There's something about Justin Trudeau with his sideways smiles, V-necks and ladies' night that reminds me of smarmy men from my past. That connection is hard to break, even though as a friend recently pointed out, he's probably the politician who best reflects my views. As with our personal relationships, we are often blind to our favourite politicians' faults. We defend them when others bring up their shortcomings -- "You don't know the real Barack!" -- rather than accept the facts. That's why it stung so much when I recently read a piece in the Globe and Mail titled "From messiah to lame duck: How Barack Obama fell to earth."
So apparently Justin Trudeau fancies himself the next Jack Layton. How adorable. On Monday night he told a crowd of supporters "make no mistake, the NDP is no longer the hopeful, optimistic party of Jack Layton... it is the Liberal party tonight that proved hope is stronger than fear...." When Jack spoke of "hope" and "optimism," he was envisioning a leadership rooted in substance. Jack was hopeful that policies could be embraced based on principle, not on what the latest poll told you to believe. A word of caution to Justin Trudeau: I knew Jack Layton. Jack Layton was a friend of mine. And you sir, are no Jack Layton.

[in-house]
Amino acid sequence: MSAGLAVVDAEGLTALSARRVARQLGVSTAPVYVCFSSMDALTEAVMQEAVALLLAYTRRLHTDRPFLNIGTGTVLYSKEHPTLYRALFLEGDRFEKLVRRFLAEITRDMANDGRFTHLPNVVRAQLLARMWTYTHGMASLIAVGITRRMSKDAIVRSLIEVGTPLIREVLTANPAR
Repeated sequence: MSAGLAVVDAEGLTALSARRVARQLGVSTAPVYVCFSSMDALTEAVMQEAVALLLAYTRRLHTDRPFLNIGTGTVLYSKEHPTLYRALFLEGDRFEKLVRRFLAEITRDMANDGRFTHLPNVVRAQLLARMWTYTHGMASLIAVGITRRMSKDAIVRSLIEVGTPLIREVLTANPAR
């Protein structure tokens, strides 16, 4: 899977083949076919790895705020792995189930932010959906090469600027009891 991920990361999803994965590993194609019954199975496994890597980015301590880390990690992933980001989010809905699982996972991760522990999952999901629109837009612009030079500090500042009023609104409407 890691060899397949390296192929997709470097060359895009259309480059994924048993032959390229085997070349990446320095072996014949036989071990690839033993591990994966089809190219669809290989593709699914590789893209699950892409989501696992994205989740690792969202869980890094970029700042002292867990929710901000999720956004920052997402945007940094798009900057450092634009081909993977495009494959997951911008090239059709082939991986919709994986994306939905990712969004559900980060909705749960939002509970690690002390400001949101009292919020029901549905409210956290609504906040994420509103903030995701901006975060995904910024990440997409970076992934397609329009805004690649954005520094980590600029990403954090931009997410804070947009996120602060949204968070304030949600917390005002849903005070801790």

It takes some of the shine off of your team's win if your party sees a significant drop in the margin of victory in two of your party's strongholds. Most observers point to the senate scandal as the reason for the drop and certainly the Conservative caucus feels that way.
When Justin Trudeau said last week that he had a "level of admiration" for China's "basic dictatorship," the understandable knee-jerk reaction from some politicians and pundits was to kick the federal Liberal leader. But while that gaffe was reprehensible, it was hardly incomprehensible and perhaps entirely understandable given the structure of our own political system, the parties within it and how some Canadians feel about dictatorships.
My views of China are too conflicted for me to name it as the country I most admire. However, I remain grateful that Justin Trudeau had the intellectual courage to encourage Canadians to learn from China. If we want healthy political discourse in our country, we must listen and learn when politicians answer questions with responses that are honest rather than poll tested. If our politicians are not willing to study and learn from China, Canada is not benefiting from the political leadership we need.
For some reason, Sun News is really offended by what Justin Trudeau said about China, perhaps because Justin took a direct dig at Sun News, while answering a question at his Unplugged: Intimate and Interactive special last week in Toronto.
When women engage me in my community, in Ottawa or across the country, they talk to me about the economy, about health care, about child care, about housing, about the environment. Simply put, all issues are "women's issues." But as Status of Women critic, I also ask questions about challenges specifically facing women.